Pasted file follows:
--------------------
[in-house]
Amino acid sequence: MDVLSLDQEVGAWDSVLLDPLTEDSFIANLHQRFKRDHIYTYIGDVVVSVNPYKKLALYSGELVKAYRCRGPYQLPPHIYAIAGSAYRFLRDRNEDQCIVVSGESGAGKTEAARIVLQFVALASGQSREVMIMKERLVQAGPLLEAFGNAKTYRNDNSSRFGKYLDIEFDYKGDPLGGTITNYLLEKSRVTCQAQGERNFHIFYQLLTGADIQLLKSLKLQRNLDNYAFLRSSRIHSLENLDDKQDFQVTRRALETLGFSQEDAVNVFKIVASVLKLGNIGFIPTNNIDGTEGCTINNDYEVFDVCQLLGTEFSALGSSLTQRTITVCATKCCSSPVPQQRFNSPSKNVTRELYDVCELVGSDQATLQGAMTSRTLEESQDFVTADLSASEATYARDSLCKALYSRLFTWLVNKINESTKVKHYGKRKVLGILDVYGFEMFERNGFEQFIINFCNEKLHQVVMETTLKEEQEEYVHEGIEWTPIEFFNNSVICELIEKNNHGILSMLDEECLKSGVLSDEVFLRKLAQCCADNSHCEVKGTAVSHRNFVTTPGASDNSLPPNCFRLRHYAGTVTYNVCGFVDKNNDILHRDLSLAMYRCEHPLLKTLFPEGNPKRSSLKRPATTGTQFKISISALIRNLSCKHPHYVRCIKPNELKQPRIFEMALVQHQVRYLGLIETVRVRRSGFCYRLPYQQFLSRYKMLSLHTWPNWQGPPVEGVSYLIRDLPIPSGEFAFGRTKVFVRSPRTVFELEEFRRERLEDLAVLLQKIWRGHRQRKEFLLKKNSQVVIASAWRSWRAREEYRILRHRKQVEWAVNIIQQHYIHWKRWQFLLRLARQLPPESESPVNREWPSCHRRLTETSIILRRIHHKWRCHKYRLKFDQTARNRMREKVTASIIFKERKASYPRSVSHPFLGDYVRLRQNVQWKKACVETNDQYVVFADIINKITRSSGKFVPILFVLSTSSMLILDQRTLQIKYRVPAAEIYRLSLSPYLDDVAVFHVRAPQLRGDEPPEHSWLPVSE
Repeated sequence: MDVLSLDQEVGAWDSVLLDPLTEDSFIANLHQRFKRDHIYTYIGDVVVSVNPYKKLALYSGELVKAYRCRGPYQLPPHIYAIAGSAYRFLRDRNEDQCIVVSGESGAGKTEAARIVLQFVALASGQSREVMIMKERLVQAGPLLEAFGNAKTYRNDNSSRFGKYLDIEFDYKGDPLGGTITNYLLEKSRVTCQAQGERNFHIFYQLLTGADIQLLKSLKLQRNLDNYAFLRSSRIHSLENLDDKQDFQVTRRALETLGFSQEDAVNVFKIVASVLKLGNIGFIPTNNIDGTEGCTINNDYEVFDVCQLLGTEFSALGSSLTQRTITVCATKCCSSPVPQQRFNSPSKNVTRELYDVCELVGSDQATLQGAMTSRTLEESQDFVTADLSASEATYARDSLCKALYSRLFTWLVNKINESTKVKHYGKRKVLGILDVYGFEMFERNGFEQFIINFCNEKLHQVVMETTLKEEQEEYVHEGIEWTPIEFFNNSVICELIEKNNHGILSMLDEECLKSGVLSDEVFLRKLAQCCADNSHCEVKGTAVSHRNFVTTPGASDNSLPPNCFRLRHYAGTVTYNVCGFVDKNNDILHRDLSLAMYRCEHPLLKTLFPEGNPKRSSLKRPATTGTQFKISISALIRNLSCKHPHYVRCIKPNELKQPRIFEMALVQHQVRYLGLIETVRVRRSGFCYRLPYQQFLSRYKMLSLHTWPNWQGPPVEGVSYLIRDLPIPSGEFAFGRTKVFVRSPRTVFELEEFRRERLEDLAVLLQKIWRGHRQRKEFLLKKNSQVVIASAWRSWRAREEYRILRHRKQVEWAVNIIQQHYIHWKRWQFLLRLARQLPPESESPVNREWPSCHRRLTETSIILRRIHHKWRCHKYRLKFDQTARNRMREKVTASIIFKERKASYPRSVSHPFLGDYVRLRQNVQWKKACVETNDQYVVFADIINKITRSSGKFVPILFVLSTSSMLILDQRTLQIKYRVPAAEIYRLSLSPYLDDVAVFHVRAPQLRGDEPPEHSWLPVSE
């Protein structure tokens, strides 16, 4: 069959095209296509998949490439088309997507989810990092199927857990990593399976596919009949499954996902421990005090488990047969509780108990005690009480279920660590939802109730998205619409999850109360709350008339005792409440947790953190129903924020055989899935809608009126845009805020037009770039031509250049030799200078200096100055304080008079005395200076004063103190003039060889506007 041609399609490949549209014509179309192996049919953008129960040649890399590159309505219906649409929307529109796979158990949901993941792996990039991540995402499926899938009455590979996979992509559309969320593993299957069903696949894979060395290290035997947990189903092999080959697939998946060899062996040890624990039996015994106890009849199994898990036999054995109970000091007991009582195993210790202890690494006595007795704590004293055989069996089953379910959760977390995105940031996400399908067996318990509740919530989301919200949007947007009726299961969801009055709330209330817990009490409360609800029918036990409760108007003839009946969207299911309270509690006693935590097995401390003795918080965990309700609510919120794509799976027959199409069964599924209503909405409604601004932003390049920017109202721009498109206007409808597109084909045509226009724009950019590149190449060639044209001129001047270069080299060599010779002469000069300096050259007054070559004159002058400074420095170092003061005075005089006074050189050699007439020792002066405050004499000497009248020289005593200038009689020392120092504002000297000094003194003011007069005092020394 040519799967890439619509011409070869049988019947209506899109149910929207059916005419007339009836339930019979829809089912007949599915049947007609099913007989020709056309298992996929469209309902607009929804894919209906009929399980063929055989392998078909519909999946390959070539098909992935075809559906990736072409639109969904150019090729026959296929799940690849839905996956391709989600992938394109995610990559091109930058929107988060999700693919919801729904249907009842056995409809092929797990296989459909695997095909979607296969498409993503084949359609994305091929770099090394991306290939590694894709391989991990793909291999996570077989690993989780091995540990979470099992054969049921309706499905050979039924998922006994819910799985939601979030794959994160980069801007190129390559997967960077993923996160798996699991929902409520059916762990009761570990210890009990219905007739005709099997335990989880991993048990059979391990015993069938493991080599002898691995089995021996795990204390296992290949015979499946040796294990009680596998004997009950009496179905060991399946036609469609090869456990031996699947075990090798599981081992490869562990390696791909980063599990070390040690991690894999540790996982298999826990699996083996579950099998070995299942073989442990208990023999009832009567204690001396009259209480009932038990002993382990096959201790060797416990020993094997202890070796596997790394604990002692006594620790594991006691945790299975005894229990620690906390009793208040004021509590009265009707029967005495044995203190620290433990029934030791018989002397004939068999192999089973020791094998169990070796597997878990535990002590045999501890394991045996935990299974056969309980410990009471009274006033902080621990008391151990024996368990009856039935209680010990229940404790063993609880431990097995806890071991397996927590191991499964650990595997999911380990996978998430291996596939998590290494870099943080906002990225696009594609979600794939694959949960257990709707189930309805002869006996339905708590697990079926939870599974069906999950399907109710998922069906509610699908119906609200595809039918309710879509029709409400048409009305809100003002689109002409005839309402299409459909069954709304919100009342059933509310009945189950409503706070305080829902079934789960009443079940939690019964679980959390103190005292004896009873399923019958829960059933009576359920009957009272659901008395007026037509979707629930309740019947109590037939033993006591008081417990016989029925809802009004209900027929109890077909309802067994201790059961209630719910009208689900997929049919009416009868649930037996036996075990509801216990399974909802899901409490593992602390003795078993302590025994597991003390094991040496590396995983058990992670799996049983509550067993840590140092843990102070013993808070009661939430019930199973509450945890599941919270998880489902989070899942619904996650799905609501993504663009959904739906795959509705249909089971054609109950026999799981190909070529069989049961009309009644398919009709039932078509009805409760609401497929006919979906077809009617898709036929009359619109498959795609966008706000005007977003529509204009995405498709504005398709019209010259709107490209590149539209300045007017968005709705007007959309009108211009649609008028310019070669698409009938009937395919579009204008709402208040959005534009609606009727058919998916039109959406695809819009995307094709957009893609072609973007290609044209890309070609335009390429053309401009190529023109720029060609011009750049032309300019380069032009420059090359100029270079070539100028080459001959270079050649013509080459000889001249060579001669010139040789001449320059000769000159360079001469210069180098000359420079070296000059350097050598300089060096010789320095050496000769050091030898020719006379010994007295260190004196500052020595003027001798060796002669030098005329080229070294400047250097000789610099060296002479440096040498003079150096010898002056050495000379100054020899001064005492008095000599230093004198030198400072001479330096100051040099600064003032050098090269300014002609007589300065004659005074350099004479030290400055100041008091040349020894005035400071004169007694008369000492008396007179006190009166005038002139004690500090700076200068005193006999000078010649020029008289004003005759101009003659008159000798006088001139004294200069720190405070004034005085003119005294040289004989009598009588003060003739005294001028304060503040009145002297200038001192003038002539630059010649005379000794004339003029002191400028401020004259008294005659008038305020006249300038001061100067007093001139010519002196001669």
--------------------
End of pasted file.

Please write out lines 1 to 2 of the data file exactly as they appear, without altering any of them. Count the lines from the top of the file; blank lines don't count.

[in-house]
Amino acid sequence: MDVLSLDQEVGAWDSVLLDPLTEDSFIANLHQRFKRDHIYTYIGDVVVSVNPYKKLALYSGELVKAYRCRGPYQLPPHIYAIAGSAYRFLRDRNEDQCIVVSGESGAGKTEAARIVLQFVALASGQSREVMIMKERLVQAGPLLEAFGNAKTYRNDNSSRFGKYLDIEFDYKGDPLGGTITNYLLEKSRVTCQAQGERNFHIFYQLLTGADIQLLKSLKLQRNLDNYAFLRSSRIHSLENLDDKQDFQVTRRALETLGFSQEDAVNVFKIVASVLKLGNIGFIPTNNIDGTEGCTINNDYEVFDVCQLLGTEFSALGSSLTQRTITVCATKCCSSPVPQQRFNSPSKNVTRELYDVCELVGSDQATLQGAMTSRTLEESQDFVTADLSASEATYARDSLCKALYSRLFTWLVNKINESTKVKHYGKRKVLGILDVYGFEMFERNGFEQFIINFCNEKLHQVVMETTLKEEQEEYVHEGIEWTPIEFFNNSVICELIEKNNHGILSMLDEECLKSGVLSDEVFLRKLAQCCADNSHCEVKGTAVSHRNFVTTPGASDNSLPPNCFRLRHYAGTVTYNVCGFVDKNNDILHRDLSLAMYRCEHPLLKTLFPEGNPKRSSLKRPATTGTQFKISISALIRNLSCKHPHYVRCIKPNELKQPRIFEMALVQHQVRYLGLIETVRVRRSGFCYRLPYQQFLSRYKMLSLHTWPNWQGPPVEGVSYLIRDLPIPSGEFAFGRTKVFVRSPRTVFELEEFRRERLEDLAVLLQKIWRGHRQRKEFLLKKNSQVVIASAWRSWRAREEYRILRHRKQVEWAVNIIQQHYIHWKRWQFLLRLARQLPPESESPVNREWPSCHRRLTETSIILRRIHHKWRCHKYRLKFDQTARNRMREKVTASIIFKERKASYPRSVSHPFLGDYVRLRQNVQWKKACVETNDQYVVFADIINKITRSSGKFVPILFVLSTSSMLILDQRTLQIKYRVPAAEIYRLSLSPYLDDVAVFHVRAPQLRGDEPPEHSWLPVSE